I’ve found this very useful in any season, but especially in spring and summer, when thunderstorms are common. It also measures lightning strikes, rate of precipitation per hour, and even shows detailed wind velocity. Next time the sky turns black, you can make educated decisions on when and where to take cover and when it’s safe to get back on the road or trail.
Cost: $3.99 for Android, $5.49 for iOS (“Lite” version with ads and fewer features is available for free)
It certainly doesn’t get the award for the most original name, but it does exactly what its name suggests: shows users the most popular motorcycle routes around. Many of which include pictures and video illustrating why you may want to check a particular road out and what you’ll find along the way. This app is ideal for those adventurous riders who don’t mind straying from their regular routes and are keen to find out what’s waiting around the next corner.
Dubbed “the world’s largest and fastest growing peer-to-peer boat rental and charter marketplace,” GetMyBoat began in 2013. It then focussed on rentals and charters in an effort to ease some of the high costs of boat ownership, since vessels often sit in slips un-used. Today, they’ve built on that model to encompass all forms of aquatic experiences including booking fishing charters, surfing lessons, paddleboard rentals, rafting trips, diving tours, and much more. Regardless of the activity, GetMyBoat will make it easy to find rentals, tours, and lessons anywhere in the world. Very cool!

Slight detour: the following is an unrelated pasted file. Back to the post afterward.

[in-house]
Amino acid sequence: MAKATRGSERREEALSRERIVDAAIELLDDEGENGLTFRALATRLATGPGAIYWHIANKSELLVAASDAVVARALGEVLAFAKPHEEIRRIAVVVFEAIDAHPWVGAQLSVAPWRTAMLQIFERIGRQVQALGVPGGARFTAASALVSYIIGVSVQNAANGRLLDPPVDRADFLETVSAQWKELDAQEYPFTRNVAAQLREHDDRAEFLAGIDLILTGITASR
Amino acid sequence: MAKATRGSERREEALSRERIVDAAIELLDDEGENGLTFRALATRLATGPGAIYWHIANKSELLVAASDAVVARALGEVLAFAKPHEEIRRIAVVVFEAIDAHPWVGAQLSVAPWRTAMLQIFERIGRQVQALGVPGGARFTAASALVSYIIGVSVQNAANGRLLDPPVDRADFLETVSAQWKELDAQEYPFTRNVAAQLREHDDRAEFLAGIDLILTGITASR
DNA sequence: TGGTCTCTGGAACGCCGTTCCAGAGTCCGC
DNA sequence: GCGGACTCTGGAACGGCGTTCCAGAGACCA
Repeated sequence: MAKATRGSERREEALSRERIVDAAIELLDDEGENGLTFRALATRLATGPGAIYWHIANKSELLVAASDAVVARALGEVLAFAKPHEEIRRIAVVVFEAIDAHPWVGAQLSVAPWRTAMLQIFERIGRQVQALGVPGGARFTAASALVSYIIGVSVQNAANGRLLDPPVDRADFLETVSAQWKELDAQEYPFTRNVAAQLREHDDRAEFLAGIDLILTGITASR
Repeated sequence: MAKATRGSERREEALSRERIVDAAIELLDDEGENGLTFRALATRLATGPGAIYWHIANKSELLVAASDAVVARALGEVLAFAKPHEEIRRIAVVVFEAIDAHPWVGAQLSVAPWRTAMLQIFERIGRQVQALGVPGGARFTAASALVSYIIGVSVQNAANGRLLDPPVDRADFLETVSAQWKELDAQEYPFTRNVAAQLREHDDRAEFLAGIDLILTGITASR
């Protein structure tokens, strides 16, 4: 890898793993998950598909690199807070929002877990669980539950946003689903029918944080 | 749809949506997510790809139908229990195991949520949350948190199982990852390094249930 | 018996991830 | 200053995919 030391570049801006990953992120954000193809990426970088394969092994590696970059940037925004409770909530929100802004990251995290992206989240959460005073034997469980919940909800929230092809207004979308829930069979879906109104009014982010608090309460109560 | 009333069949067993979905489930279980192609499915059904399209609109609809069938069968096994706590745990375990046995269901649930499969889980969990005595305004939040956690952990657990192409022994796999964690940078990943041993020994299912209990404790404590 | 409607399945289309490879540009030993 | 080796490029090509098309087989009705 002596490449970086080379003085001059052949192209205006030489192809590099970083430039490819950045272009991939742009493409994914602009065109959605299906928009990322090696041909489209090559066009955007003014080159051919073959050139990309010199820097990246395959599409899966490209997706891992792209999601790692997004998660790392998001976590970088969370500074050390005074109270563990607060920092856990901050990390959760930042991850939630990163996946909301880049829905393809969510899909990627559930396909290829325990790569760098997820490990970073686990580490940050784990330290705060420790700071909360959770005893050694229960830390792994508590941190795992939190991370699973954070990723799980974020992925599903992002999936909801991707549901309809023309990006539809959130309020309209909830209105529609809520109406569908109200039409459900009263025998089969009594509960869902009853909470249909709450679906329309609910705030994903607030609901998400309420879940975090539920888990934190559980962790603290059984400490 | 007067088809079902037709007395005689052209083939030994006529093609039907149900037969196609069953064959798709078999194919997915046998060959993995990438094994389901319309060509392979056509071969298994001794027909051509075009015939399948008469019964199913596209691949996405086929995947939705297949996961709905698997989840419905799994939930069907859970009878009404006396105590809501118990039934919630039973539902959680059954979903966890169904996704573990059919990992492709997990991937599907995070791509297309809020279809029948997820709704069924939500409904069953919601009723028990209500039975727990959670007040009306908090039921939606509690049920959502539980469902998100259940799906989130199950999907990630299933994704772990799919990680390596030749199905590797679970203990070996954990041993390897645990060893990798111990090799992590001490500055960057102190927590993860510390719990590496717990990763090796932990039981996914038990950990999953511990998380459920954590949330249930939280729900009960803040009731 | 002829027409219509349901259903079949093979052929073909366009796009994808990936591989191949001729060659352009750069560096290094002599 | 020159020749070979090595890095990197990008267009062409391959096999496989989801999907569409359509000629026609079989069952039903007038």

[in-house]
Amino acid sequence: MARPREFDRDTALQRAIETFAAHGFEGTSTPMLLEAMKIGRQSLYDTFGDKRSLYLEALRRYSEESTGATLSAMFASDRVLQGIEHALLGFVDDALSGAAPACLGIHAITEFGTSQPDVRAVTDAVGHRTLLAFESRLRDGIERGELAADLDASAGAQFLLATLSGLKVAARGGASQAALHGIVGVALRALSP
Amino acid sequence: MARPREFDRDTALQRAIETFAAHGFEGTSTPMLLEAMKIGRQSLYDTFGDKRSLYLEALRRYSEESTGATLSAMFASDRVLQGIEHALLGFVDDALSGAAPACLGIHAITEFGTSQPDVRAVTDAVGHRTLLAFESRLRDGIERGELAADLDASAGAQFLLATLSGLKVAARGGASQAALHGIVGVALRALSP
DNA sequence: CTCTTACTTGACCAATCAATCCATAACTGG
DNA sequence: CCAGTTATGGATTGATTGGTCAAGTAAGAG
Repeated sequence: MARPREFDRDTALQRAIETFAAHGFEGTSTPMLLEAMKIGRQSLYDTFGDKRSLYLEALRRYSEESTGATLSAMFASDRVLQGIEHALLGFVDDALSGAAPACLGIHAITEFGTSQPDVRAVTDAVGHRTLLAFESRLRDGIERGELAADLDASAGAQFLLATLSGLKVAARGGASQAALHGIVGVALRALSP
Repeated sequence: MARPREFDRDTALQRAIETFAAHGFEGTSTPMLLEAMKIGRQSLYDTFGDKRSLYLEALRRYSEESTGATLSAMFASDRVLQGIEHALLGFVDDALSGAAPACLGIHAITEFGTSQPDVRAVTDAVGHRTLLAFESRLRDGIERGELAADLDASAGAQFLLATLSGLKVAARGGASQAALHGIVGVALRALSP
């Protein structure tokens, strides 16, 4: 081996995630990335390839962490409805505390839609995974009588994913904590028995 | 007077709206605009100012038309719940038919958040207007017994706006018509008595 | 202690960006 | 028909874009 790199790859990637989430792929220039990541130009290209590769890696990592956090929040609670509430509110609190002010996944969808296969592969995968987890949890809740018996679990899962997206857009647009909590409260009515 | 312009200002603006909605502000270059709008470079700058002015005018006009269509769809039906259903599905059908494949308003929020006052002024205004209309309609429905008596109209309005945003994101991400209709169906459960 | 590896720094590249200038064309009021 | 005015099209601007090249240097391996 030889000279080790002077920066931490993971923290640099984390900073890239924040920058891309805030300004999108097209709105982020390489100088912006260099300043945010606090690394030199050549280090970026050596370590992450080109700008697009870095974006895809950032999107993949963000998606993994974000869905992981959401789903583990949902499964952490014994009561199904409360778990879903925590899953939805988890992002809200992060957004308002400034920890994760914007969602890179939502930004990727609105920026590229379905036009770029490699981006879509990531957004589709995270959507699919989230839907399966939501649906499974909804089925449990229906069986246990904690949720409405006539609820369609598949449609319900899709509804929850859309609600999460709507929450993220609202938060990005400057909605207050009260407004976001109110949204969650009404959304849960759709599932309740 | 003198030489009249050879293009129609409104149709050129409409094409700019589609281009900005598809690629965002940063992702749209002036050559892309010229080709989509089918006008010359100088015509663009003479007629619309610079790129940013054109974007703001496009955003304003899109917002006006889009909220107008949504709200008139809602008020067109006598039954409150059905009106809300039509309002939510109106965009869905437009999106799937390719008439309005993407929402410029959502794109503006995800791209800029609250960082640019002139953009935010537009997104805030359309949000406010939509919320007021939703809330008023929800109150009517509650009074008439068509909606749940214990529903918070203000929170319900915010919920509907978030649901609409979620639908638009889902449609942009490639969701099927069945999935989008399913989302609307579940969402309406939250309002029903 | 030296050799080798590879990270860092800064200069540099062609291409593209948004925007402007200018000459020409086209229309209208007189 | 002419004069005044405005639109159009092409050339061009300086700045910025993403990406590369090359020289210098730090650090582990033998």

3. UTV Trails
UTV Trails may be the only trail mapping app and database geared towards motorized off-road vehicles. Several exist for mountain bikes and hikers, but UTV Trails has us gearheads in mind. One main feature is location sharing—where you can choose to share your location with people in a channel of your choice or with everyone. You can also add waypoints, add details about each trail, and have them uploaded to UTV Trail’s database. If you spend time trail riding on a dirt bike, ATV, or UTV this one is worth checking out.